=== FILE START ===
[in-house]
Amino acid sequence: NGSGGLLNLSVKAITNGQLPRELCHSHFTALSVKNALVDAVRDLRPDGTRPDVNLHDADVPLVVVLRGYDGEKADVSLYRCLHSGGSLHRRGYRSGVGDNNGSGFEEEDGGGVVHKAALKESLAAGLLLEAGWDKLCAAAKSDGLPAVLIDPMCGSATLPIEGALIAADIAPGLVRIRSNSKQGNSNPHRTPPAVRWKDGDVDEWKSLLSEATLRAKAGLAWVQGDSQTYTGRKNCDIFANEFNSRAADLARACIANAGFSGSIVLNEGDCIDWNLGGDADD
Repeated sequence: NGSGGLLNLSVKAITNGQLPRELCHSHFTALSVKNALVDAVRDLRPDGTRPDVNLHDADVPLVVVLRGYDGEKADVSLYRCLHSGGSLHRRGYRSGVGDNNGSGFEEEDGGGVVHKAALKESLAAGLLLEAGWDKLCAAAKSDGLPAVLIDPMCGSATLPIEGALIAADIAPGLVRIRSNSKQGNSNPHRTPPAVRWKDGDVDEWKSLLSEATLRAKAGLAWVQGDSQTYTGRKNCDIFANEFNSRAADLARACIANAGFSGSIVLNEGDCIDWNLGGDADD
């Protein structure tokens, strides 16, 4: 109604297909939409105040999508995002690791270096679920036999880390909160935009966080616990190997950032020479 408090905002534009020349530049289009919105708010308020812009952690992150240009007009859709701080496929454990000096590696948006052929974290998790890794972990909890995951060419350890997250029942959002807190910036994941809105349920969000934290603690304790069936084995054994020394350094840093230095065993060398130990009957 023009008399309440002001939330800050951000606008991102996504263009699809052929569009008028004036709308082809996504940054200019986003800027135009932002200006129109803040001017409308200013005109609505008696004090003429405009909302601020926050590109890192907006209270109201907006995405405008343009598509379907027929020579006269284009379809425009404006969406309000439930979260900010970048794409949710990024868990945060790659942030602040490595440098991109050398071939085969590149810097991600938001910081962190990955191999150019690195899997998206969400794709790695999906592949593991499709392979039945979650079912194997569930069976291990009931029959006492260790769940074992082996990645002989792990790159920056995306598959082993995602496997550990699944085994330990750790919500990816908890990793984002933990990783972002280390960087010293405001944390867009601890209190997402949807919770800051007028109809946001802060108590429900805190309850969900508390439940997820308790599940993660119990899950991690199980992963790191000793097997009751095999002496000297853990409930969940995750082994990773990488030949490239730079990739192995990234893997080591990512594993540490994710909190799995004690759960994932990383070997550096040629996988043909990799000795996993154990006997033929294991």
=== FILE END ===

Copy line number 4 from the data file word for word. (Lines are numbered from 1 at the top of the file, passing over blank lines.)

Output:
């Protein structure tokens, strides 16, 4: 109604297909939409105040999508995002690791270096679920036999880390909160935009966080616990190997950032020479 408090905002534009020349530049289009919105708010308020812009952690992150240009007009859709701080496929454990000096590696948006052929974290998790890794972990909890995951060419350890997250029942959002807190910036994941809105349920969000934290603690304790069936084995054994020394350094840093230095065993060398130990009957 023009008399309440002001939330800050951000606008991102996504263009699809052929569009008028004036709308082809996504940054200019986003800027135009932002200006129109803040001017409308200013005109609505008696004090003429405009909302601020926050590109890192907006209270109201907006995405405008343009598509379907027929020579006269284009379809425009404006969406309000439930979260900010970048794409949710990024868990945060790659942030602040490595440098991109050398071939085969590149810097991600938001910081962190990955191999150019690195899997998206969400794709790695999906592949593991499709392979039945979650079912194997569930069976291990009931029959006492260790769940074992082996990645002989792990790159920056995306598959082993995602496997550990699944085994330990750790919500990816908890990793984002933990990783972002280390960087010293405001944390867009601890209190997402949807919770800051007028109809946001802060108590429900805190309850969900508390439940997820308790599940993660119990899950991690199980992963790191000793097997009751095999002496000297853990409930969940995750082994990773990488030949490239730079990739192995990234893997080591990512594993540490994710909190799995004690759960994932990383070997550096040629996988043909990799000795996993154990006997033929294991």